9th June is International Archives Day. This year’s theme is democracy and rights, chosen by the team behind the #AskArchivists initiative. The Expatriate Archive Centre is fairly young – by archival standards anyway – having been founded in 2008. We can’t show you impressive, calligraphic constitutional documents, so we’ve taken a slightly different approach and looked at how expats deal with politics.
Expats don’t vote, so the stereotype goes – they live in a bubble, don’t engage in local affairs and slowly lose touch with events in their home countries too. But are these fair assumptions to make?
Well of course as an archive, we are impartial and it’s not our place to say. We’ll leave it up to the researchers who use our source materials. But in the collections of the Expatriate Archive Centre are letters, notes and diary entries from expats showing a keen interest in politics – both local and global. Many of them centre around the theme of security – there are tales of dealing with confusing regulations and bureaucracy, and accounts of evacuations and families facing danger during times of unrest.
Moving abroad can also bring with it a new perspective and an increased awareness of how people from other countries view your own. The following extract is from a letter written by an American lady based in Cameroon, sent to her mother back in the States. It is her response to her mother’s question about the impact of Ronald Reagan’s foreign policy. It was written in 1981, the year after Reagan won the presidential election.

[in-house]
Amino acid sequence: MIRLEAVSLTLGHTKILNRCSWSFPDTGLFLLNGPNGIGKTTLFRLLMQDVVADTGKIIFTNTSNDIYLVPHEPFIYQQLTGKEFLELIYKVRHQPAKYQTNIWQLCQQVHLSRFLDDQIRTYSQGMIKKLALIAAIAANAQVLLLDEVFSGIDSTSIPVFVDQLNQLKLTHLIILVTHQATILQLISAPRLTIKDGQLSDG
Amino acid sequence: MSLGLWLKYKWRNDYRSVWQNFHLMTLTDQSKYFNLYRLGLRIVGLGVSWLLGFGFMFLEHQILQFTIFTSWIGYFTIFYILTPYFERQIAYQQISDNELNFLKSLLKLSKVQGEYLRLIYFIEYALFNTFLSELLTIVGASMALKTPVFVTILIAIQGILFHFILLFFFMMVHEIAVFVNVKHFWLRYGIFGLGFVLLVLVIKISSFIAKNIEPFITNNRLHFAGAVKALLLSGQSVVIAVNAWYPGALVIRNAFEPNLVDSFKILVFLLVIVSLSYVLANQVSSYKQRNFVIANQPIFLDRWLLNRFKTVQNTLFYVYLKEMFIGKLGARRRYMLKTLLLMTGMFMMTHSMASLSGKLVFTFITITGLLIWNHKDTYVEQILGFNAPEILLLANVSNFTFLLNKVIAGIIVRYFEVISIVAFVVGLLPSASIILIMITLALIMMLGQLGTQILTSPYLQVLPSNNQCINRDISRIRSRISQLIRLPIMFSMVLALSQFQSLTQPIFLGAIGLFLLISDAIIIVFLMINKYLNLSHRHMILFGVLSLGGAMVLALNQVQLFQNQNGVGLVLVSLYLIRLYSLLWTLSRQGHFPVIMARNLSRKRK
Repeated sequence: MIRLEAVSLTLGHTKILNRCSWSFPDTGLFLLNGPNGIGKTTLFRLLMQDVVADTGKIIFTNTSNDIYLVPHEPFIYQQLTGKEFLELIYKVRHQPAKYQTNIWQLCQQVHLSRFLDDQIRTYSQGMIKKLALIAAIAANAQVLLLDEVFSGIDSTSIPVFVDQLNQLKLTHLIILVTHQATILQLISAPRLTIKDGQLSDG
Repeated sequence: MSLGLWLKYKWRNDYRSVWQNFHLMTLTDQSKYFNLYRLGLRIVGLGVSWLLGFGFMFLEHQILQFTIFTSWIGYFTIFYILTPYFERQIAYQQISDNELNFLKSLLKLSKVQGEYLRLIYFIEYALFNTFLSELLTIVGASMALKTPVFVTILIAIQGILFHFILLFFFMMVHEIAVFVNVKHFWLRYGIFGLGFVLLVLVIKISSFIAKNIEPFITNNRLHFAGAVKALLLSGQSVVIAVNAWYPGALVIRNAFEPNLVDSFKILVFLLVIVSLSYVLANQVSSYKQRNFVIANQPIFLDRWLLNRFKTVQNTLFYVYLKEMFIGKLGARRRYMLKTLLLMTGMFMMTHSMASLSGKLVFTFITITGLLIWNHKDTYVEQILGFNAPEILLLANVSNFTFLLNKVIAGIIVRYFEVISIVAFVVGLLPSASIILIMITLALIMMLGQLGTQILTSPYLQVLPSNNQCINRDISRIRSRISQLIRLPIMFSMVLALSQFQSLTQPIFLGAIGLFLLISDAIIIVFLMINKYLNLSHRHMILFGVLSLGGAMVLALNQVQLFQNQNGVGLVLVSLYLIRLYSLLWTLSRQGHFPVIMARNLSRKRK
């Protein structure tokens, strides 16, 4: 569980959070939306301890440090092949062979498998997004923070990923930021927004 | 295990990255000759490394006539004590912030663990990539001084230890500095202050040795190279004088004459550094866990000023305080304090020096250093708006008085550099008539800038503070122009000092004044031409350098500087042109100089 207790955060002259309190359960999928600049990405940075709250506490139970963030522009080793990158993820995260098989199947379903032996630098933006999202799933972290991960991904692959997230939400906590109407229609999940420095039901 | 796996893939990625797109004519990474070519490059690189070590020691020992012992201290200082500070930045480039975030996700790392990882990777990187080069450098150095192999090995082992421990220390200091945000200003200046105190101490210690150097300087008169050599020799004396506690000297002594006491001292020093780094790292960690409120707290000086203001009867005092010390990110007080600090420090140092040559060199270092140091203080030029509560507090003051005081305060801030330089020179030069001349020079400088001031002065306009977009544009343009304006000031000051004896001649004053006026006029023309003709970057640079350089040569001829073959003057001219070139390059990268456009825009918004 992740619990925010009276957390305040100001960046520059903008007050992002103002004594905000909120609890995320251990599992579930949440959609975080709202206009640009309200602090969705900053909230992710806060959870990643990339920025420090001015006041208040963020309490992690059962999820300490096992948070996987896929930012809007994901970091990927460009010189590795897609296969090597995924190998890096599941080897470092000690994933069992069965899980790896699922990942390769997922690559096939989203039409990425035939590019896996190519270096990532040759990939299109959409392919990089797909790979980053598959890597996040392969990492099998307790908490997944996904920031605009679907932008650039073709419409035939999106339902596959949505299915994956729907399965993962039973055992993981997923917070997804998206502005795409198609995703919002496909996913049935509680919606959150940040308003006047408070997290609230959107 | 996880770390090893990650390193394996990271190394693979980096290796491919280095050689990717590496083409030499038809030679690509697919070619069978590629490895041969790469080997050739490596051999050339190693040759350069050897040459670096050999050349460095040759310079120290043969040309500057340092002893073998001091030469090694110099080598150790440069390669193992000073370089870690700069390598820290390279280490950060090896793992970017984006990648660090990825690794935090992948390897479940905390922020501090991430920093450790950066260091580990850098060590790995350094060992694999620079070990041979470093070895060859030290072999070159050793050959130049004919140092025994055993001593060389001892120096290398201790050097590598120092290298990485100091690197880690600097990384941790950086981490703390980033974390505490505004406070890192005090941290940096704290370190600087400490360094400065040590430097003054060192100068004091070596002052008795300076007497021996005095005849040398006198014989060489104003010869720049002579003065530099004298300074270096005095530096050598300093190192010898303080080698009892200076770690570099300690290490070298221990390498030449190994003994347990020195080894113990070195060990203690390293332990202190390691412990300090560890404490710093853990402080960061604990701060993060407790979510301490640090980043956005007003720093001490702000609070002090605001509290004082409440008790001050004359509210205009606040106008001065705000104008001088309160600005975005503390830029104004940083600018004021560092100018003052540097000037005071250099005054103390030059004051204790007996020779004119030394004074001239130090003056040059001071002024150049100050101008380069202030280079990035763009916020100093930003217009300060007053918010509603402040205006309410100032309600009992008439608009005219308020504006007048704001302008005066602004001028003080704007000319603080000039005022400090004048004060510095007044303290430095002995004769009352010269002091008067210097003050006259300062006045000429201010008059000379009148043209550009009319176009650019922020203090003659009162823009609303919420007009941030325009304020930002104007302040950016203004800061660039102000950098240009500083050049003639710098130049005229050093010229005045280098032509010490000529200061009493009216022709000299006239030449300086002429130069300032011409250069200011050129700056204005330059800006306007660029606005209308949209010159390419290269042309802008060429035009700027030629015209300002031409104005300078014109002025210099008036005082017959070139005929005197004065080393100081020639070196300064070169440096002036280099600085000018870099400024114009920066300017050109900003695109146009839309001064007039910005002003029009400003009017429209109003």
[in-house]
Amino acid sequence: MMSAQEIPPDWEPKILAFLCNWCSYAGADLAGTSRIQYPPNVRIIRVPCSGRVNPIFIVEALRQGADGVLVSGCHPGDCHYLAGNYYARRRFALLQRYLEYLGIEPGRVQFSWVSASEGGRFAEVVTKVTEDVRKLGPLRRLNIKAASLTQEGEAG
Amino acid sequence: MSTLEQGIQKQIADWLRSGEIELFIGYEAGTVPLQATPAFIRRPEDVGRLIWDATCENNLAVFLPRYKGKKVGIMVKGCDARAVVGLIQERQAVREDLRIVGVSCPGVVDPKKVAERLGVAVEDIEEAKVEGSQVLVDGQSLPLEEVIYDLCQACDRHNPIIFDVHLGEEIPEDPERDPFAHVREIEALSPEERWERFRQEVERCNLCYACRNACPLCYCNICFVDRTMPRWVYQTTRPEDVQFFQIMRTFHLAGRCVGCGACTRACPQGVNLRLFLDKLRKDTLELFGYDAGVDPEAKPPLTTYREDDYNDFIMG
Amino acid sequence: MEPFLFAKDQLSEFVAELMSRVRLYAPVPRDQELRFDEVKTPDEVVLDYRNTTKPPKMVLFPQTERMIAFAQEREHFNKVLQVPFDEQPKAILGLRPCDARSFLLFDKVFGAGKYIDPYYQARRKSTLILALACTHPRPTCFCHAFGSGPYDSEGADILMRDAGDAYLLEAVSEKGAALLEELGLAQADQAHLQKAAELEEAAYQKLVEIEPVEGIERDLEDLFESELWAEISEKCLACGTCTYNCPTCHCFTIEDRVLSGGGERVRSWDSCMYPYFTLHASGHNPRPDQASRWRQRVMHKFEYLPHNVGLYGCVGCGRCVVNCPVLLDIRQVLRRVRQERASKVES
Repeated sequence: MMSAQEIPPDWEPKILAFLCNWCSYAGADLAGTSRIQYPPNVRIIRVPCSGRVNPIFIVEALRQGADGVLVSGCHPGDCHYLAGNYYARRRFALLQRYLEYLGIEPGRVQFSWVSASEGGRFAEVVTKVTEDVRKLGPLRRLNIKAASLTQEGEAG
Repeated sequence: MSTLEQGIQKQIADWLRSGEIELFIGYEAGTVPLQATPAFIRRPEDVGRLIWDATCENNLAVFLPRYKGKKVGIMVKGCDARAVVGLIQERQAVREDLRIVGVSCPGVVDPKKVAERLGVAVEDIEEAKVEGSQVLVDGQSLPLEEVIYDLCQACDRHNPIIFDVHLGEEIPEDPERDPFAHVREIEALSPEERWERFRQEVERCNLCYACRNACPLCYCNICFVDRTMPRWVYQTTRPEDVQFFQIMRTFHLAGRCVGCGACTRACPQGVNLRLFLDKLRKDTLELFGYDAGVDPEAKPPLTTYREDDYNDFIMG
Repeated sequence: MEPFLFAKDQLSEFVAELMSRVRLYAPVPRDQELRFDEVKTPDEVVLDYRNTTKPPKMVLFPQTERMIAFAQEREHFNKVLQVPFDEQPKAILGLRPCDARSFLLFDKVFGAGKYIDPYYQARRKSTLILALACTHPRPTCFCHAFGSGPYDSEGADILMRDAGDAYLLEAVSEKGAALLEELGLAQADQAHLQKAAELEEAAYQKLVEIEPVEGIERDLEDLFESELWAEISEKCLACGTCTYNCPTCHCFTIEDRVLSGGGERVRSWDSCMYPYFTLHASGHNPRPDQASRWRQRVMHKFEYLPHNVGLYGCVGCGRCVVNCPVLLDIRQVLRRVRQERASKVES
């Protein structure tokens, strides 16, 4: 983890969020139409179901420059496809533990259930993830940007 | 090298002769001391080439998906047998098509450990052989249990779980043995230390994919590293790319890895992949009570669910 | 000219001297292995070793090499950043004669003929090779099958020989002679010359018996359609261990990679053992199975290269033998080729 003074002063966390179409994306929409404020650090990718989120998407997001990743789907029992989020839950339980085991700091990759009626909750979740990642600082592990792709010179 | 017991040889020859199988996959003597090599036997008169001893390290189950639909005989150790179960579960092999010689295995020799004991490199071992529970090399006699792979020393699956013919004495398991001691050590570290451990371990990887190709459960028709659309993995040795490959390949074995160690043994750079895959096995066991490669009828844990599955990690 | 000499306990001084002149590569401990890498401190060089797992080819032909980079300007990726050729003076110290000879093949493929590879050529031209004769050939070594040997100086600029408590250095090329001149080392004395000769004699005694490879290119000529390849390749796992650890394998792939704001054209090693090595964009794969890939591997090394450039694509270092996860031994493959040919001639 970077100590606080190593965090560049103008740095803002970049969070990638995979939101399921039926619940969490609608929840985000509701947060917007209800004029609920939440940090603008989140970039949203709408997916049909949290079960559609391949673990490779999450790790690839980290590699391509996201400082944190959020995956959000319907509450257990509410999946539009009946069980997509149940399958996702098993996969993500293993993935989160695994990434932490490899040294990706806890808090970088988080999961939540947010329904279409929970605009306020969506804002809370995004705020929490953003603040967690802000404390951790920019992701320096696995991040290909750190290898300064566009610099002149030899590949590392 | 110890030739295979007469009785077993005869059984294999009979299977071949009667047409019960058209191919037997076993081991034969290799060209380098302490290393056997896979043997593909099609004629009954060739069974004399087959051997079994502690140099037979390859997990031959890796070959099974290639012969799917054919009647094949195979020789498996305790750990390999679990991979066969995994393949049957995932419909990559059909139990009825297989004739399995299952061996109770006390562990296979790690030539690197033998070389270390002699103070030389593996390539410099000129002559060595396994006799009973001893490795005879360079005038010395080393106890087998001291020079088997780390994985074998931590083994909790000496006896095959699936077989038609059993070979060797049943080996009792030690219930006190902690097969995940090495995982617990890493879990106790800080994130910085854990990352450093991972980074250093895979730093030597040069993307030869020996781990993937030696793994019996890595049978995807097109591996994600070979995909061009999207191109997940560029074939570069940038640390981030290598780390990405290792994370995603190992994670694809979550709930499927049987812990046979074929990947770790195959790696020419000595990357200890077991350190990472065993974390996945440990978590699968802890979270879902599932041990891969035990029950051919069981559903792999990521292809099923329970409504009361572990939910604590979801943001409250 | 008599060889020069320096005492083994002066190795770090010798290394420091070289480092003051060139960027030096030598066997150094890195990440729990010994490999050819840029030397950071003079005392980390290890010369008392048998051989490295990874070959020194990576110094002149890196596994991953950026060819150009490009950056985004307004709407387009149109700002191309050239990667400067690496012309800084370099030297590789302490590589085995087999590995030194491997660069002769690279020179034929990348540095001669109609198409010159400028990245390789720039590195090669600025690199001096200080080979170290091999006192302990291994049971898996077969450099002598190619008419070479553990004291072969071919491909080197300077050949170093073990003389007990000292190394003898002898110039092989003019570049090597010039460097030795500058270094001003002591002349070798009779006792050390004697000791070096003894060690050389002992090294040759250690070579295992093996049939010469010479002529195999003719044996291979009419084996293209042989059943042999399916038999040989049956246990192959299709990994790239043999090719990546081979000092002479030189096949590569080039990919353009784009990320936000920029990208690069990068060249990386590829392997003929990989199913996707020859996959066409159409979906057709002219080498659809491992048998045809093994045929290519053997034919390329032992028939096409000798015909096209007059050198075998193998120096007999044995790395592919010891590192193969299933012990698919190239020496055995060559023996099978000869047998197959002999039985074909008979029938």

“As far as getting any flack from anyone about American politics & Reagan’s completely naïve approach to foreign policy is concerned, nobody here has bothered much. I think they’re pretty used to American presidents being fools – or perhaps they are wise enough to realise that the attitude of any particular citizen of a country does not necessarily agree or coincide with the attitudes of his country’s leader. A lot of the expatriates here are either American or French. It might be logical to assume that neither group feels it has room to be critical of the others’ leader at this point.”
See the hashtags #IAD15 #democracy on Twitter for more from other archives on this year’s theme. Also check the International Archives Day website for a completely different piece from our collection, and other historical documents from archives worldwide.
Do you have an expat story to tell? The Expatriate Archive Centre collects the life stories of expatriates and repatriates worldwide – no matter what their political views are! Find out more about donating a collection.